Thunderstone Pictures receives crime prevention award
Thunderstone Pictures Inc. and CBC Radio’s Common Ground Café program were recently commended by the city of Thunder Bay for their efforts in helping to make the city a safer place to live.
They were the recipients of the inaugural Community Safety & Crime Prevention Awards presented by the Thunder Bay Crime Prevention Council on Nov. 4.
Thunderstone Pictures was given the business award for its productions that document social justice issues in northwestern Ontario. Co-owned by Michelle Derosier of Eagle Lake First Nation and Dave Clement, the production company has “helped eliminate barriers between Aboriginal and non-Aboriginal people by openly portraying racism, suicide, mental illness and poverty.”
Their award-winning first film, Seeking Bimaadiziwiin, is about Aboriginal youth dealing with depression, suicide and racism. It is still being used as a teaching tool by hospitals, healing centres, police forces and education institutions across North America. In 2009, Derosier and Clement were instrumental in the creation of the Biindigate Film Festival, which increases awareness and understanding of the Aboriginal community. Their most recent film, The Life You Want, examines the OxyContin addiction of a young Fort Hope mother and the barriers people from remote communities face in getting treatment.
The CBC Radio program Common Ground Café was given the media award for its focus on finding “common ground when it comes to race relations in Thunder Bay.” Aboriginal and non-Aboriginal participants prepared and shared a meal together while discussing their concerns about community safety. The discussions demonstrated the different perceptions that people have about crime and solutions to crime, and showed that perspectives are often based on race. The discussions were aired locally and nationally, and the conversation has continued on a Facebook page under the same name. The CBC partnered with the Learning Café for a Conversation Café where the public was able to join the discussion. Reaction from the community has been so positive that CBC continues to get requests to moderate discussions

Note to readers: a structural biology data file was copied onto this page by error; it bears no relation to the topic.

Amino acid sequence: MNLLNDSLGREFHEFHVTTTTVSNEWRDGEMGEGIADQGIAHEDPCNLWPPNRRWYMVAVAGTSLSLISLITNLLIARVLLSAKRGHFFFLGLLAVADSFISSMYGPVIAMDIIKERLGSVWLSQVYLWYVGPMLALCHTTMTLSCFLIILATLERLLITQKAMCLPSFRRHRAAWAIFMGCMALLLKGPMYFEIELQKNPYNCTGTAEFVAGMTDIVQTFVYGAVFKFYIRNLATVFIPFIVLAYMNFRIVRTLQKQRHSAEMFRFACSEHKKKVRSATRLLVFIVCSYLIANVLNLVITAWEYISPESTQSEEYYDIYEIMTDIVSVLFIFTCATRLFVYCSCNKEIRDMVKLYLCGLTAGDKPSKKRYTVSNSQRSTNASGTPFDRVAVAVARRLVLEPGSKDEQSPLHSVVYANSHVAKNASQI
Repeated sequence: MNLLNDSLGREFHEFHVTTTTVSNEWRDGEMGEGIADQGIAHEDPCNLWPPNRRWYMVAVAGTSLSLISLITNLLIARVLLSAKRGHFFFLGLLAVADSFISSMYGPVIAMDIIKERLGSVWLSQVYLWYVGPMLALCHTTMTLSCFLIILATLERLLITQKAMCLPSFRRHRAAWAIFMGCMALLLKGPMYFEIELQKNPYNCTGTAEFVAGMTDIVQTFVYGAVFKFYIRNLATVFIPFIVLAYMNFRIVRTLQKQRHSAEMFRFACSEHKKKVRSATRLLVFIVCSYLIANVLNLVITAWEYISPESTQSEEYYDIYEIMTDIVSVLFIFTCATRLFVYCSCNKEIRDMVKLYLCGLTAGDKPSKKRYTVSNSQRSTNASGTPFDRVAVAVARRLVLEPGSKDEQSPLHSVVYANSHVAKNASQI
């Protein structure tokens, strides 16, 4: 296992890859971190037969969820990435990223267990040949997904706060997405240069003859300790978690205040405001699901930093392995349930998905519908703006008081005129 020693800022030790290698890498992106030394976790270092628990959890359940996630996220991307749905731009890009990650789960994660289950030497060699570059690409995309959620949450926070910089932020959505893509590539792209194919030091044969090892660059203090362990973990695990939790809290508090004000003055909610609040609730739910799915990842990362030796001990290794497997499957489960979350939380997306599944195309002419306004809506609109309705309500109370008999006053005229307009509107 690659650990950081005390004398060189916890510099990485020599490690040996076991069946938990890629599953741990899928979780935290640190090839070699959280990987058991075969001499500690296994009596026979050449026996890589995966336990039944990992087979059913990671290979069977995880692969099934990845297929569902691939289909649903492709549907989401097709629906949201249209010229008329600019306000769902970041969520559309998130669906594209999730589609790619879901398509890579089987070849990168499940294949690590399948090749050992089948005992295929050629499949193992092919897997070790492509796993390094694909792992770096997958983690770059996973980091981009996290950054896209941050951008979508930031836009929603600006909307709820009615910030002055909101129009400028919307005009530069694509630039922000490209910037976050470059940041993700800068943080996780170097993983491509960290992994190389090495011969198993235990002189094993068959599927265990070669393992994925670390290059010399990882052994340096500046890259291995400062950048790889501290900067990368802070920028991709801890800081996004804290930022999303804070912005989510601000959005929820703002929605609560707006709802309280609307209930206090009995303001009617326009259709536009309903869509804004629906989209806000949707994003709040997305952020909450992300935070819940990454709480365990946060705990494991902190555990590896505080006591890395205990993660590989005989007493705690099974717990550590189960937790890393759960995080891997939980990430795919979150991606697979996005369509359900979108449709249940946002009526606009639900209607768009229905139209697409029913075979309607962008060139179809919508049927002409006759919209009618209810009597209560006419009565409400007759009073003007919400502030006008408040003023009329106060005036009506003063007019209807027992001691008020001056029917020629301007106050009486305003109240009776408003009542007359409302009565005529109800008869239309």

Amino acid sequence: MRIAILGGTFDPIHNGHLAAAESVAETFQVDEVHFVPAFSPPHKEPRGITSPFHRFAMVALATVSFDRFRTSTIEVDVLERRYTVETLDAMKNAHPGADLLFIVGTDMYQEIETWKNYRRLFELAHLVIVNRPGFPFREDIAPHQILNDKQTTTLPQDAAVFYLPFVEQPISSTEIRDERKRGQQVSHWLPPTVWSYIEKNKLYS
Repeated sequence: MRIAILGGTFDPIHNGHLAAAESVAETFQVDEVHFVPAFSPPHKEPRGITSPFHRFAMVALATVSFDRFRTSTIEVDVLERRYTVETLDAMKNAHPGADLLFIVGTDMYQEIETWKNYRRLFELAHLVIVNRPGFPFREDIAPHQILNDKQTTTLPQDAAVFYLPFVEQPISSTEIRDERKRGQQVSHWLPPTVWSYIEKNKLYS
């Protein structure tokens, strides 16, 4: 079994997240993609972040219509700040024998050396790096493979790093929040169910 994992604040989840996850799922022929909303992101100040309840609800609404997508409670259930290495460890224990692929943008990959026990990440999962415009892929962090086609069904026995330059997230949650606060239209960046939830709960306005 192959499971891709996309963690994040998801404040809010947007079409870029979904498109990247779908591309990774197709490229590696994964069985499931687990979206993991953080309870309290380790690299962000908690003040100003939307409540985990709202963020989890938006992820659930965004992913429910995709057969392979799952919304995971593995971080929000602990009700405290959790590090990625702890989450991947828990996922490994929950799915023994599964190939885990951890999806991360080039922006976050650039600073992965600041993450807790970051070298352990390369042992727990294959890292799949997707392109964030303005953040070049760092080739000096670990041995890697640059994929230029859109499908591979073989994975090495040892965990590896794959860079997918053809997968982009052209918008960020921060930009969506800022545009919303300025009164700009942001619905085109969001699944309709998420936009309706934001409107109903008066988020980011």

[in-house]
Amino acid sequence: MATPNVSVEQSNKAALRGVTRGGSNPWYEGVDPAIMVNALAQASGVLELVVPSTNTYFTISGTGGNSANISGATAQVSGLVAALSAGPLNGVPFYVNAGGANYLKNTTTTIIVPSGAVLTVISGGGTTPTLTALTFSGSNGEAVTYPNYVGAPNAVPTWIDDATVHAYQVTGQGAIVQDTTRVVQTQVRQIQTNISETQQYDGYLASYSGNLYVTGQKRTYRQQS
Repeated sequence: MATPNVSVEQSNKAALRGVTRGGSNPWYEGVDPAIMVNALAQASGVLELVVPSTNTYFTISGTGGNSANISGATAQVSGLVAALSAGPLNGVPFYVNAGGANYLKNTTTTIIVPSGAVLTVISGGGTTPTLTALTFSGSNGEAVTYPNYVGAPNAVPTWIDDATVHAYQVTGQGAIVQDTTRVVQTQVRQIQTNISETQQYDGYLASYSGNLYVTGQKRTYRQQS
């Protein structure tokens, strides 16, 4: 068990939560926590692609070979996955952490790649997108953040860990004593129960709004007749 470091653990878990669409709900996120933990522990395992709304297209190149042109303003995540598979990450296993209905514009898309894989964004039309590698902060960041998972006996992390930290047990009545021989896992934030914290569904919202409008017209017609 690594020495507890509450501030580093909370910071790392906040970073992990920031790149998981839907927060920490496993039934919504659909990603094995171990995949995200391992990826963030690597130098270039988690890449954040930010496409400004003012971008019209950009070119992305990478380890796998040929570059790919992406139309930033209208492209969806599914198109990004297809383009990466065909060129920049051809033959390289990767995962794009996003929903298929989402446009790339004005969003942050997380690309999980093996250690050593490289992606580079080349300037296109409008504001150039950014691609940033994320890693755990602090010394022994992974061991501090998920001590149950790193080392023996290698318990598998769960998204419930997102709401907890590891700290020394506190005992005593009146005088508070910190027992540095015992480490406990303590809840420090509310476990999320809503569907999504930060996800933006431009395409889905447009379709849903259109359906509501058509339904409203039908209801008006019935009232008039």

Seven other individuals and groups also received an award.
“The awards are a way to promote the attitude and belief that crime prevention is each citizen’s responsibility and to celebrate our success stories,” said Thunder Bay mayor Keith Hobbs. “I want to congratulate each of the recipients on a job well done and I hope others will follow their example to make our city a safer place to live.” The awards are being held in conjunction with Ontario’s Crime Prevention Week.
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